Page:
5. Profit-based distributed inventory management: As retailers evolve supply chain operations from single channel transactions to all-channel order orchestration, processes become more complex, thus more prone to escalating costs. To ensure the profitability of all-channel operations, retailers must carefully balance the cost and service variables in distributed inventory management. This requires a real-time view of orders, inventory and expected deliveries from suppliers.

There is no question that life for brick-and-mortar stores in 2020 will look vastly different than it does today. But the change is already in full swing. Retailers who want to survive and be winners must start their transformation now. It would be unwise to let your competitors get there first.

Scott Welty is VP, industry strategy at JDA Software, which offers a broad portfolio of supply chain, retail merchandising, store operations and all-channel commerce solutions to help companies manage the flow of goods from raw materials to finished products and into the hands of consumers. He can be reached at [email protected].


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john says:
Sep-14-2013 05:13 am

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Hi Scott Welty, i studied your seven trends that brick-and-mortar retailers.I like your social networking analytics tools,And i used some analytics tools following link. if you want more information click here.

john says:
Sep-14-2013 05:13 am

Hi Scott Welty, i studied your seven trends that brick-and-mortar retailers.I like your social networking analytics tools,And i used some analytics tools following link. if you want more information click here.

A.Boon says:
Sep-04-2013 12:56 pm

good analysis
Interesting analysis of where retail is headed, came across another similar piece on retail that will interest readers “Thinking about tomorrow: Post recession strategies for retailers" @ http://bit.ly/10XoIQa

A.Boon says:
Sep-04-2013 12:56 pm

Interesting analysis of where retail is headed, came across another similar piece on retail that will interest readers “Thinking about tomorrow: Post recession strategies for retailers" @ http://bit.ly/10XoIQa

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News

Making Your Facebook Page a Tasty Treat

BY Dan Berthiaume

As we transition into fall, let’s bid a fond farewell to summer 2013 by looking at how Benson’s Homemade Ice Cream, an independent seasonal ice cream parlor in the idyllic community of Boxford, Mass., uses Facebook in ways that larger retailers may want to emulate.

Real information in real time
Benson’s takes the concept of offering real-time, in-depth product information to a new level. The retailer is best known for its offerings of gourmet fruit-flavored ice cream made with locally grown fresh produce. Facebook fans receive updates on when a new flavor, such as Fresh Native Blueberry, is on its way, when it has arrived, when supplies are running low, and when it is gone.

Benson’s also uses Facebook to inform patrons of changes in recipes, with an explanation of why a favorite flavor has been tinkered with (for example, supply of a particular type of chocolate was unavailable).

Ask and we’ll answer, quickly and honestly
The Benson’s Facebook page is highly interactive and features honest, personal answers to consumer comments, questions and complaints. At 10:30 a.m. on Monday, Aug. 26, a customer posted a complaint about the peach ice cream tasting strongly of almond extract.

At 10:31 a.m., Benson’s replied with an apology stating the first batch of peach ice cream had in fact been mixed with too much almond extract but the problem had been fixed in subsequent batches. Five minutes later, the customer replied to say thanks and that she would be back to sample the improved product.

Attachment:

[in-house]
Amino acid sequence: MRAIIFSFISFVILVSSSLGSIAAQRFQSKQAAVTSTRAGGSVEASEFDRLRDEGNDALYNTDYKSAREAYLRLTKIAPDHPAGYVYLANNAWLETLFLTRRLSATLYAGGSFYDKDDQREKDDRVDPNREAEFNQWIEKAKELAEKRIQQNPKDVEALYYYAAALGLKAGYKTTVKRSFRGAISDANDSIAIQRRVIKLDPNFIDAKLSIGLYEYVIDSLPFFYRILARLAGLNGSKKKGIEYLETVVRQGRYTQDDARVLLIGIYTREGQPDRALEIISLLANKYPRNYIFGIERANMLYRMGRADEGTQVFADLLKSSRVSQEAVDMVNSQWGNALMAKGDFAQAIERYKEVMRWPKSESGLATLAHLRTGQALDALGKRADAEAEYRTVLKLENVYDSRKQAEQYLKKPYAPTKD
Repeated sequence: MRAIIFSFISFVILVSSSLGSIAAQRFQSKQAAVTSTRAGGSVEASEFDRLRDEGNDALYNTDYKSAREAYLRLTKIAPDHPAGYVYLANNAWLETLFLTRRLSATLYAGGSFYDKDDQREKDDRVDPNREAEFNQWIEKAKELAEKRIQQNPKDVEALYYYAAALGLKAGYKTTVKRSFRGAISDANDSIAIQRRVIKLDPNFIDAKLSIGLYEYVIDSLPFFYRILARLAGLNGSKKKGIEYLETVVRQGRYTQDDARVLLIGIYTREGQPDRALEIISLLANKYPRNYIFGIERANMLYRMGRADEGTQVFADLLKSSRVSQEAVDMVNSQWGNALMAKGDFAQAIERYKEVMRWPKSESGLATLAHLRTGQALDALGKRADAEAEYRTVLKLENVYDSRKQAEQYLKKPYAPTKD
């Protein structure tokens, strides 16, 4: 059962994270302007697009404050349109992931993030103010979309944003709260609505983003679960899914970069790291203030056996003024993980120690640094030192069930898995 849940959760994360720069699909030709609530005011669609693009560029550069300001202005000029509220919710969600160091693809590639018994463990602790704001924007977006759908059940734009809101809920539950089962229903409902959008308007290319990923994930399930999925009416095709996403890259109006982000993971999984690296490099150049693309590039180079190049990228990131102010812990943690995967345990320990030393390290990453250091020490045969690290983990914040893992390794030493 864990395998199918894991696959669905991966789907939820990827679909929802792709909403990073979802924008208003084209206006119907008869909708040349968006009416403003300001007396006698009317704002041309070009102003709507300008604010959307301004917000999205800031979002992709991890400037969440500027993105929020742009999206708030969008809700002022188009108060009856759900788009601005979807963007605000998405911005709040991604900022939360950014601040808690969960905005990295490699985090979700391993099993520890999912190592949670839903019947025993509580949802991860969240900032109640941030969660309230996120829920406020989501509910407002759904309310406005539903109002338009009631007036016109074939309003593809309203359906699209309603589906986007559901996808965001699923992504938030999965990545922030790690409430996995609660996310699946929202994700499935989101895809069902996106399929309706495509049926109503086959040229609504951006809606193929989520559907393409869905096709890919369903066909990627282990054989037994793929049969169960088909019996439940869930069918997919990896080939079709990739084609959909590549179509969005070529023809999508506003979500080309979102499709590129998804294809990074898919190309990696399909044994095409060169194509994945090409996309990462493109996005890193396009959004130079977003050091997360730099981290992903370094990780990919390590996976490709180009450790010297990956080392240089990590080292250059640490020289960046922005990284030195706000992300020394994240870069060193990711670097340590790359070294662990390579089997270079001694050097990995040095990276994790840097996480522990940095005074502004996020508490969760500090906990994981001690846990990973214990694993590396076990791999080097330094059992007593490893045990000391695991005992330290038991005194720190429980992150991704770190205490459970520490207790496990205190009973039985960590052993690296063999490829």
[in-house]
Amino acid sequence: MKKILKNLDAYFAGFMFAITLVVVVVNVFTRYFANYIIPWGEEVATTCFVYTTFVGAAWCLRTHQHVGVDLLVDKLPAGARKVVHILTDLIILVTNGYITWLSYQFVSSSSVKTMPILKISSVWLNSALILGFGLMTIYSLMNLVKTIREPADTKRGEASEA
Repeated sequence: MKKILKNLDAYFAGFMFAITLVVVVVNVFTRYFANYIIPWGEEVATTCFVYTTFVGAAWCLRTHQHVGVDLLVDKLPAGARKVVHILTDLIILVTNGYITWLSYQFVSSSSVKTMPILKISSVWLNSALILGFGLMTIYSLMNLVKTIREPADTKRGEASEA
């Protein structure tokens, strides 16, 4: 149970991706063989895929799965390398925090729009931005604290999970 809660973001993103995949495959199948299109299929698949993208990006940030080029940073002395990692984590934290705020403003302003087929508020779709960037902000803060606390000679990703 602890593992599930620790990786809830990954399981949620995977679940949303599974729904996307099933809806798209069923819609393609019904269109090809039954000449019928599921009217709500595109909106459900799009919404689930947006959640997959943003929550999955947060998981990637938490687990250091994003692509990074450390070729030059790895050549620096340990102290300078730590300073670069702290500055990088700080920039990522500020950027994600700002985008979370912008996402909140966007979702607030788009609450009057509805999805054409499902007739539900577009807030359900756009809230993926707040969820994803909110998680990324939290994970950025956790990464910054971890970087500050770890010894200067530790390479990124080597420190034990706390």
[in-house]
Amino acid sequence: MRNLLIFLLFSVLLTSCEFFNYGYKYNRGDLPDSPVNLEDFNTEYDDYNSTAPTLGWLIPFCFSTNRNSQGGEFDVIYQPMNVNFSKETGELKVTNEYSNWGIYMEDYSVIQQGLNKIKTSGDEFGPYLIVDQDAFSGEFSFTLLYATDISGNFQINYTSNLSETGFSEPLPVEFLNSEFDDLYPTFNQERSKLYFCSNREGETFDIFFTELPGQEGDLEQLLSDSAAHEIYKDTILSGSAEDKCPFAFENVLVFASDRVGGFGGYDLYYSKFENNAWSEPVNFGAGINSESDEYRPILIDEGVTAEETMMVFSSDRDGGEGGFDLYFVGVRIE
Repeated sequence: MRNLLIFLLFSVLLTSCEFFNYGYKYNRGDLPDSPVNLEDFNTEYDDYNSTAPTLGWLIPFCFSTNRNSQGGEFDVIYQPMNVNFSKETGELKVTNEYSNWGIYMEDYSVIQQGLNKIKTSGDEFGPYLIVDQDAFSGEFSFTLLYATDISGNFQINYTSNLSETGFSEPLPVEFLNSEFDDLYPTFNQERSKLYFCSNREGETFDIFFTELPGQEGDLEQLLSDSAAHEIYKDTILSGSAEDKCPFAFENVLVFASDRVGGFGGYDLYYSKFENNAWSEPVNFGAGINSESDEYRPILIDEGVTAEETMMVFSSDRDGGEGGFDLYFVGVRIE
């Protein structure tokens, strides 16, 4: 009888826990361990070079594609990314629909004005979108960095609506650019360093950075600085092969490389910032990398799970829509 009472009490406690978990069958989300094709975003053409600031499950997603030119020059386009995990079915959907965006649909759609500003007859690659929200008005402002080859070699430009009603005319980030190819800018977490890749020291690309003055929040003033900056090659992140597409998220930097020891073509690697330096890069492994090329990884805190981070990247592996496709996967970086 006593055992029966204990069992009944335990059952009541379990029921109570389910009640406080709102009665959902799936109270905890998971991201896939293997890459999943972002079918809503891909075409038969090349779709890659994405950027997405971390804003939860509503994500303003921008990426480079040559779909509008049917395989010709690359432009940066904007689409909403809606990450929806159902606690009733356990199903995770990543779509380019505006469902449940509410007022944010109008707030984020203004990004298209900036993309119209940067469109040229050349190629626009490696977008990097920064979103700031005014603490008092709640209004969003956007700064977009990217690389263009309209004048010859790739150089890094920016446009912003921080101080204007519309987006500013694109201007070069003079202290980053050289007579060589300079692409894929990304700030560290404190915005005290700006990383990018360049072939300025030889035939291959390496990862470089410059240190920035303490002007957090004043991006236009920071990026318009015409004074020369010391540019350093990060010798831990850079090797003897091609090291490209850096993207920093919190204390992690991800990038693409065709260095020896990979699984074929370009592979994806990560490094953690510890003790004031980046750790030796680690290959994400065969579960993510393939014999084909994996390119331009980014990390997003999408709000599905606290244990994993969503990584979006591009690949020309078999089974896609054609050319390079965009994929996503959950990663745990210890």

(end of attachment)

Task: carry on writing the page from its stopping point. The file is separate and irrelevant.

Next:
Turning mistakes into opportunities
Every retailer occasionally makes errors in the products they stock. Benson’s uses Facebook to turn those mistakes into opportunities for business and loyalty-building. Earlier this year, the retailer mistakenly made a batch of vanilla grapenut ice cream. Benson’s offered a one-day special offer for Facebook fans to purchase half-gallons of the concoction for more than half off, enabling it to quickly dump the unwanted inventory for at least some return and also creating goodwill by giving Facebook fans a special treat, so to speak.

The difference is in the magnitude and openness
Lots of retailers use Facebook for providing product and inventory information, answering customer queries and offering exclusive deals. The Benson’s difference is in the magnitude of the effort. Few retailers provide the kind of up-to-the-minute inventory information, including advance notifications and warnings of impending out-of-stocks, which Benson’s does. And a blatant admission of a mistake one minute after a customer complaint is not common, either. This openness extends to Benson’s freely advertising it had mistakenly whipped up a batch of vanilla grapenut and was now trying to offload it at a discount to Facebook fans.

Benson’s small size makes it easier for the retailer to get this personal and open with customers, and a small assortment of perhaps two dozen flavors of ice cream and frozen yogurt better lends itself to constant real-time status updates than an inventory of thousands of disparate products. But large retailers also have access to resources, like social media experts and automated social tracking software, which a small local shop does not. Adopting a little of the deeply responsive and open spirit of Benson’s Facebook page can help turn the Facebook pages of chain retailers into tasty treats that will engage their customers not just in the summer, but all year long.


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FINANCE

‘Living wage’ sent to D.C. mayor

BY Marianne Wilson

New York — A controversial bill requiring Wal-Mart Stores Inc. and other large retailers to pay their employees a "living wage" of at least $12.50 an hour has been sent to District of Columbia Mayor Vincent Gray.

The mayor has 10 business days, starting Tuesday, to either sign or veto the bill, which was passed by the D.C. Council at the beginning of July.

Wal-Mart Stores is among the retailers opposing the bill. The retailer has said it won’t build three of the six stores it has planned for the district if the bill becomes law.